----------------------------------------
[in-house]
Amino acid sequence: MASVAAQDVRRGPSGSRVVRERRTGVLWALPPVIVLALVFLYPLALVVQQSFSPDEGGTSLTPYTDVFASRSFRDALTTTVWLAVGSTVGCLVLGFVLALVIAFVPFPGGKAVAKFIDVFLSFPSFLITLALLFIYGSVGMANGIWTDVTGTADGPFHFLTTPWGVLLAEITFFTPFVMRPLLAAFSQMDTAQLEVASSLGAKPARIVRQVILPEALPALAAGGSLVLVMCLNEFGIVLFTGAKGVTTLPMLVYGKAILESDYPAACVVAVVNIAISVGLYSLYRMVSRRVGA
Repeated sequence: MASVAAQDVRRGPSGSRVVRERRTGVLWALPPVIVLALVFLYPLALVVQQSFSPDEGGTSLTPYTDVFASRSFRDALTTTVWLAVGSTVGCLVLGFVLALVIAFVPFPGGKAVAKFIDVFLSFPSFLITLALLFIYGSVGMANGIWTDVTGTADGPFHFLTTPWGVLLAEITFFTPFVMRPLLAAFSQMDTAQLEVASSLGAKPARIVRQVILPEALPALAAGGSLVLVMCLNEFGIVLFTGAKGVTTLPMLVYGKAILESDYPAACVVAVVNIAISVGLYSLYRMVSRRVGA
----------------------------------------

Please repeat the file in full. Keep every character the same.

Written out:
[in-house]
Amino acid sequence: MASVAAQDVRRGPSGSRVVRERRTGVLWALPPVIVLALVFLYPLALVVQQSFSPDEGGTSLTPYTDVFASRSFRDALTTTVWLAVGSTVGCLVLGFVLALVIAFVPFPGGKAVAKFIDVFLSFPSFLITLALLFIYGSVGMANGIWTDVTGTADGPFHFLTTPWGVLLAEITFFTPFVMRPLLAAFSQMDTAQLEVASSLGAKPARIVRQVILPEALPALAAGGSLVLVMCLNEFGIVLFTGAKGVTTLPMLVYGKAILESDYPAACVVAVVNIAISVGLYSLYRMVSRRVGA
Repeated sequence: MASVAAQDVRRGPSGSRVVRERRTGVLWALPPVIVLALVFLYPLALVVQQSFSPDEGGTSLTPYTDVFASRSFRDALTTTVWLAVGSTVGCLVLGFVLALVIAFVPFPGGKAVAKFIDVFLSFPSFLITLALLFIYGSVGMANGIWTDVTGTADGPFHFLTTPWGVLLAEITFFTPFVMRPLLAAFSQMDTAQLEVASSLGAKPARIVRQVILPEALPALAAGGSLVLVMCLNEFGIVLFTGAKGVTTLPMLVYGKAILESDYPAACVVAVVNIAISVGLYSLYRMVSRRVGA